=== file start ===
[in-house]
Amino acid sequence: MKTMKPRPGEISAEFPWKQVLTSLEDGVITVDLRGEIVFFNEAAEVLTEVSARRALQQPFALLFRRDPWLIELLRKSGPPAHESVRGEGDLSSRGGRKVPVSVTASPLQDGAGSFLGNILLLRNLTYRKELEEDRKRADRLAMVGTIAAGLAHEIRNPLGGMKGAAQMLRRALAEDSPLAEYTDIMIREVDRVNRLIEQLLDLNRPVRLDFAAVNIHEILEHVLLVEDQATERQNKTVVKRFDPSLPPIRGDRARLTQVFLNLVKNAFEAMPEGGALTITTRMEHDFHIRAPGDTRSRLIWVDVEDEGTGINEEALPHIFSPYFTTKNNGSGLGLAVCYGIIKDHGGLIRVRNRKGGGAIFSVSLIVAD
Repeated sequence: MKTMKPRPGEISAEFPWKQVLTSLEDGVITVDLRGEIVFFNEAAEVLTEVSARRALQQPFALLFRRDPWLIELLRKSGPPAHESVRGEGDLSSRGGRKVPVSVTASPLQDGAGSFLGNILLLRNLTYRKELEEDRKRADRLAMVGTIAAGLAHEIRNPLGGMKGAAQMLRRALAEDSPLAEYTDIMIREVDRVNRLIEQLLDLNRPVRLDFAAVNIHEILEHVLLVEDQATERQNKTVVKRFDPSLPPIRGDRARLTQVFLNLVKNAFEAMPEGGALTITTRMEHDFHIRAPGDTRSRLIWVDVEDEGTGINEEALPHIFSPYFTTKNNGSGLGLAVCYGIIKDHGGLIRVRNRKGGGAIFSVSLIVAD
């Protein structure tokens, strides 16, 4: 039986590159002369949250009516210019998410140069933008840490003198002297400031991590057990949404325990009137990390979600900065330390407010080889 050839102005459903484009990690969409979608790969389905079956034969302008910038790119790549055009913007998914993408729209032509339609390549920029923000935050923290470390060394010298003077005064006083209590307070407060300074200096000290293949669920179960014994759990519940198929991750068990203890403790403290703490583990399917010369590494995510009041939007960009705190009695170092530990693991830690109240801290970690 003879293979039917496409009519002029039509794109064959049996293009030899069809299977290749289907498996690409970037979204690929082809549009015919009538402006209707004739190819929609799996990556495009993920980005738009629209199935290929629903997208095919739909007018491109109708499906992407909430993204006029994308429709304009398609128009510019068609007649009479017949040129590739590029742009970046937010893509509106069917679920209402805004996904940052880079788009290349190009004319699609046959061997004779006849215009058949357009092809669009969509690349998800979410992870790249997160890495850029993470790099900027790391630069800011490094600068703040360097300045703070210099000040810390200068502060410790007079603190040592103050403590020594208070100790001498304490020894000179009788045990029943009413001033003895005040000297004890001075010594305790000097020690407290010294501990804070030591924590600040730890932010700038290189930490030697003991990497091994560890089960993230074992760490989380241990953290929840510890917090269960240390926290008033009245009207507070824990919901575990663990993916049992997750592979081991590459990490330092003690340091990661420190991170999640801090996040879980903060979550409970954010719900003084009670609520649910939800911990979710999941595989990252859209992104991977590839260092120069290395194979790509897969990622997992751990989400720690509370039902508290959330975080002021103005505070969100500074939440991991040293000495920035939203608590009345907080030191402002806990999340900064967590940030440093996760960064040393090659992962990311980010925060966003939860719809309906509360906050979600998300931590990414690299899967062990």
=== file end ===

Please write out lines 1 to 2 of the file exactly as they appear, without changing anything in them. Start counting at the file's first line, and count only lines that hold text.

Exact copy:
[in-house]
Amino acid sequence: MKTMKPRPGEISAEFPWKQVLTSLEDGVITVDLRGEIVFFNEAAEVLTEVSARRALQQPFALLFRRDPWLIELLRKSGPPAHESVRGEGDLSSRGGRKVPVSVTASPLQDGAGSFLGNILLLRNLTYRKELEEDRKRADRLAMVGTIAAGLAHEIRNPLGGMKGAAQMLRRALAEDSPLAEYTDIMIREVDRVNRLIEQLLDLNRPVRLDFAAVNIHEILEHVLLVEDQATERQNKTVVKRFDPSLPPIRGDRARLTQVFLNLVKNAFEAMPEGGALTITTRMEHDFHIRAPGDTRSRLIWVDVEDEGTGINEEALPHIFSPYFTTKNNGSGLGLAVCYGIIKDHGGLIRVRNRKGGGAIFSVSLIVAD